07 August 2008

So what's the alternative in the END?

This 7 Aug 2008 blog entry is the third part, continuing from the earlier two parts, both dated 6 Aug 2008, viz:

- The SOURCE and Themis

- IN-BETWEEN: Why en blocs are not right for Majority Consenters nor Minority Dissenters?

- So what's the alternative in the END?
ANSWER to Q: So what’s the alternative in the END?
[Hint ... look to South Korea! The South Korean model even offers relief to Developer-buyers if problems (eg, liquidity crunch, weakened demand) should surface.]

How we answer the above question will be very telling on us as a society. Do we "care about the beans or the beings"? This was the poser in The Economist (2-8 Aug 2008) regarding the breakdown in the latest round of Doha talks on world trade.
From the Gahmen's perspective: There is a spectrum of possibilities. The pendulum could swing all the way back by repealing the en bloc law and we go back to 100% consent. OR it could swing all the way to the other side by reducing the requisite majority from the present 80% (90%) level to more than 50%. OR it could tinker and tweak ... make a hole here by relaxing the substance of this provision ... and patch there by tightening the form of that clause. You fix one crack and another leak springs elsewhere.
OR those who govern could do a paradigm shift of the mindset to ensure at least equivalent REPLACEMENT for existing qualifying Owners and revamp the en bloc business model. This would arise only IF those in the relevant ministries, government agencies and statutory boards step up to it and make an essential difference in the spirit described in Dr Cherian George's Straits Times commentary (10 Aug 2008): "No other organization has the resources and powers of the state, and individuals who step forward to help the state use that power for SOCIETY'S BENEFIT deserve our support, not our contempt". [Capitalization emphasis is by The Pariah.] Any takers?
As a pithy saying goes: "If you don't stand for anything, you'll fall for anything".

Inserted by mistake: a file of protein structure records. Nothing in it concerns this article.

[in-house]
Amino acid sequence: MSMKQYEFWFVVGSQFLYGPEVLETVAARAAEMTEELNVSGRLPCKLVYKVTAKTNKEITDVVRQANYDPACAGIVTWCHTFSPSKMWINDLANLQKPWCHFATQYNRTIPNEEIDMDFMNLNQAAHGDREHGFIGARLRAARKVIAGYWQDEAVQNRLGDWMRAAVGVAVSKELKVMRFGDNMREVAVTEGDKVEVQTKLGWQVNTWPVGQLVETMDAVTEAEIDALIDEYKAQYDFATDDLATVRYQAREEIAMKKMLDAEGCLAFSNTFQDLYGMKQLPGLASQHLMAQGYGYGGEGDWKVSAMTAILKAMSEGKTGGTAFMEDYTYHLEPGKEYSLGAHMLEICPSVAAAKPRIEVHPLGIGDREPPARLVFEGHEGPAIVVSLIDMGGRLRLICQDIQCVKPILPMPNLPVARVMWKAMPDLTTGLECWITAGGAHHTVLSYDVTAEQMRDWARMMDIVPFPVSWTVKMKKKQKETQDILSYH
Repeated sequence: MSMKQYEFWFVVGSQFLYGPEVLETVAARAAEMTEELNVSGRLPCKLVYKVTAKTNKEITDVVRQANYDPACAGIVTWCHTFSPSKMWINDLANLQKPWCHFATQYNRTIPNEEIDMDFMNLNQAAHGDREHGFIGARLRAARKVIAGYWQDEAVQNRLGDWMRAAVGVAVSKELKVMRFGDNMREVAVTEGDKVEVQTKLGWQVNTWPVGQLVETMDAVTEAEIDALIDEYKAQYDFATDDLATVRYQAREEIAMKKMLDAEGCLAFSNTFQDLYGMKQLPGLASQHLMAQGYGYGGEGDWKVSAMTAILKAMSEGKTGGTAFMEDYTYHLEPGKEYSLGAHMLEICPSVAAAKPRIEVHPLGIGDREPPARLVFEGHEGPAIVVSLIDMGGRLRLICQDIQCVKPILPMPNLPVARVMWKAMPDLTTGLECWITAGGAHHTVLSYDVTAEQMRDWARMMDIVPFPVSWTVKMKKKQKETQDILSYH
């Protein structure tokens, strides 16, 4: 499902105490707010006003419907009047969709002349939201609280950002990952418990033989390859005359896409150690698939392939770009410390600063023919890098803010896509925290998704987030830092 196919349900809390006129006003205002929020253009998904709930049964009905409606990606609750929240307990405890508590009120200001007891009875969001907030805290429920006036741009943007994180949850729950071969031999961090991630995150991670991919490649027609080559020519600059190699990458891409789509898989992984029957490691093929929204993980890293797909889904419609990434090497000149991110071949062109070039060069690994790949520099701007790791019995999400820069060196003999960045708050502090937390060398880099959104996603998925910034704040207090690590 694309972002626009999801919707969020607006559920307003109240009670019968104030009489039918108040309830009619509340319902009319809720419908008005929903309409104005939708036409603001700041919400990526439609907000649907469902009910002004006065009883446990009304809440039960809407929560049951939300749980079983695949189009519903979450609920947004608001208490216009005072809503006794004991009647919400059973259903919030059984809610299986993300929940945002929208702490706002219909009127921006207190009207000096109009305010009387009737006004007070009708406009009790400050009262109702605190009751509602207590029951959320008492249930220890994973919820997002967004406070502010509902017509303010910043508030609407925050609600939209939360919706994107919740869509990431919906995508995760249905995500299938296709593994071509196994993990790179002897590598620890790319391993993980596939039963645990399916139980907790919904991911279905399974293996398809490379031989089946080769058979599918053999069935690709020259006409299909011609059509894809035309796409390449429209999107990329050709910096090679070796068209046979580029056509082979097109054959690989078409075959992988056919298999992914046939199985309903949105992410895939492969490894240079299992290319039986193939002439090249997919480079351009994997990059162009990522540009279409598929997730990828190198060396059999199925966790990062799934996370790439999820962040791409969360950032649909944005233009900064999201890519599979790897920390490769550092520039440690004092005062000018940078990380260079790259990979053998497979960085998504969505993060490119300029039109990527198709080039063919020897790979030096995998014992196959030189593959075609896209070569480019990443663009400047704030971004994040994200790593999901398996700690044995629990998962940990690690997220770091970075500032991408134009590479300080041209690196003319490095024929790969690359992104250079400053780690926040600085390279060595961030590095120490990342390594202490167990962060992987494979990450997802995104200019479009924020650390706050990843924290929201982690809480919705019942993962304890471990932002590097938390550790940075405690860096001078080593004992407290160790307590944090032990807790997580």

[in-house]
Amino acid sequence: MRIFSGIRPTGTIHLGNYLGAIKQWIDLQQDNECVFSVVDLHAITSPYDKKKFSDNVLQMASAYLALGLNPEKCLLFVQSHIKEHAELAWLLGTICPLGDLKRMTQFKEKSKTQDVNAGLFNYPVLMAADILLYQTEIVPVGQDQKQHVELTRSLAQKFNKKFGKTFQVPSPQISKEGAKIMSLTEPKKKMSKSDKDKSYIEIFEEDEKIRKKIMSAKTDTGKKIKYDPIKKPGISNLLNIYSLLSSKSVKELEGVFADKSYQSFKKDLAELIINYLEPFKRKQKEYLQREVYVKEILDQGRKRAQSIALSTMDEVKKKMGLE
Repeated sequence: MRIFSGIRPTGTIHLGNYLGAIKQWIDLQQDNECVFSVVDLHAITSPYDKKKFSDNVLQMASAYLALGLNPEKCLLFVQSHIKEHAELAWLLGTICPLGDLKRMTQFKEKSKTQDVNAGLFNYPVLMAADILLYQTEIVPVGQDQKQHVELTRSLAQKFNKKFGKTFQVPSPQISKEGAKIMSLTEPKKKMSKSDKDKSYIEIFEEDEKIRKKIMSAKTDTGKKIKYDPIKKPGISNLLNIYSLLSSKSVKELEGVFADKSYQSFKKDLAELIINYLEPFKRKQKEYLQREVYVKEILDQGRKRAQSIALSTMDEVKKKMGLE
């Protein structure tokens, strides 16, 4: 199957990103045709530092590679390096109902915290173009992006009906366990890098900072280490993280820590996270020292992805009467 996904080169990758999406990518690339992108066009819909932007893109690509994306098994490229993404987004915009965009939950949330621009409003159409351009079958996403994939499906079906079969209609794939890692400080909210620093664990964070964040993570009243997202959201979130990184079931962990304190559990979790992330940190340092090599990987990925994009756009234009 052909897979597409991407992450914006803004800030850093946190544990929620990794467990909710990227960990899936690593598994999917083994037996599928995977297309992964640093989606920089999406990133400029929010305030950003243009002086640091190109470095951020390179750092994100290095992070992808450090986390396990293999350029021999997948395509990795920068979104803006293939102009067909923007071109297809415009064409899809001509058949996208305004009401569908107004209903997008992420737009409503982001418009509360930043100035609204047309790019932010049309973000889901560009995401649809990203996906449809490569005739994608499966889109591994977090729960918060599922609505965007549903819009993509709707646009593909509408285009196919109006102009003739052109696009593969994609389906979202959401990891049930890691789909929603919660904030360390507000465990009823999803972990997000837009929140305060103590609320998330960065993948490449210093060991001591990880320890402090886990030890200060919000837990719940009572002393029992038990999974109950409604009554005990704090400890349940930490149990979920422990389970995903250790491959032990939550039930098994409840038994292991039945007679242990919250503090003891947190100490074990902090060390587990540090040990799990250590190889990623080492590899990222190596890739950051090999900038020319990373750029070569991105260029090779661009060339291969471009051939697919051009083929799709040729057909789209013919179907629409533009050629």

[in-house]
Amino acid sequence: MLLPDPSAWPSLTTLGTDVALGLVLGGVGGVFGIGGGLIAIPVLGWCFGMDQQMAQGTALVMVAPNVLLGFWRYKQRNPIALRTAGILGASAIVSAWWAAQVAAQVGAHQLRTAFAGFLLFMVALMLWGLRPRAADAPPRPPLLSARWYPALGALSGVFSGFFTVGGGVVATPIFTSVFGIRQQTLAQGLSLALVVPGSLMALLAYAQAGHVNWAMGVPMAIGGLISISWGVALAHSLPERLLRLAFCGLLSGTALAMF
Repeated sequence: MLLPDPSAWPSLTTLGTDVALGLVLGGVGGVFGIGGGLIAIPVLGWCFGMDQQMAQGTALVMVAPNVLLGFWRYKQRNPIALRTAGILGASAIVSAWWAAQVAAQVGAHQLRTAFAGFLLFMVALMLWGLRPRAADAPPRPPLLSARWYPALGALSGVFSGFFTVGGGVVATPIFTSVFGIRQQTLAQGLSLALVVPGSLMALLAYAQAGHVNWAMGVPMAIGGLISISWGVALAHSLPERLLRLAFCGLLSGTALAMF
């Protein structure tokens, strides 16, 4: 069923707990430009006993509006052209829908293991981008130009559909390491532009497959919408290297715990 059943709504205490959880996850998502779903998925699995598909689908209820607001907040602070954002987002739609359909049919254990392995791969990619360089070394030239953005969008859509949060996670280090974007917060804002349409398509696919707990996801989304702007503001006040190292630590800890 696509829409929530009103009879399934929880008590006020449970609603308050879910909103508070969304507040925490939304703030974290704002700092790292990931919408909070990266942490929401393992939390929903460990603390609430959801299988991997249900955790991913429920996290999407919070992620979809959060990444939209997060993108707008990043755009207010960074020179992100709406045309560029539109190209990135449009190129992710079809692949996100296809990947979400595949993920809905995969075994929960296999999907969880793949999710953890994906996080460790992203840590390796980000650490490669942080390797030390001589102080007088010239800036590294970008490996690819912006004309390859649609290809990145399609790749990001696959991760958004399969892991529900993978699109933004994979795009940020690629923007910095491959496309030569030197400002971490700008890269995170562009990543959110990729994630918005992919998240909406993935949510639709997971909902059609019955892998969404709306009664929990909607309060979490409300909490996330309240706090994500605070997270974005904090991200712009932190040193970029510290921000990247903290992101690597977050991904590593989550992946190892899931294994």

From the Owners' perspective: ONE size cannot fit ALL.
Sub-group 1 of owners: They want cash. Within this sub-group, some just want a quick flip, others demand a huge premium, yet others just want more than everybody else, some face the frightful prospect of just covering their original purchase price and outstandings under bank mortgages and/or Central Provident Fund charges, some are holding multiple investment properties, a fair number merely want to ride on the collective sale premium and are prepared to downgrade/downsize because of their changed accommodation needs/financial circumstances (some are truly desperate for immediate cashflow due to inadequate retirement planning, speculative investments gone awry or failed business ventures - whilst I empathise with their desperation, does it justify their attempts to drag others down with them as they sink in their abject failures???).

Sub-group 2 of owners: They want replacement units. Within this sub-group, some need a roof over their heads, some need a replacement asset either for short-term resale or long-term retention as part of their portfolio. The existing location matters either because of (i) the asset premium attached to such prime/popular location or (ii) the familial and social ties (short travelling distance to school/work or childcare/daycare centres, childhood fondness for the area as part of their families' inter-generational link, parents or siblings living nearby, long-time neighbours who provide a support network to each other in their twilight years and who therefore intend to re-congregate, etc).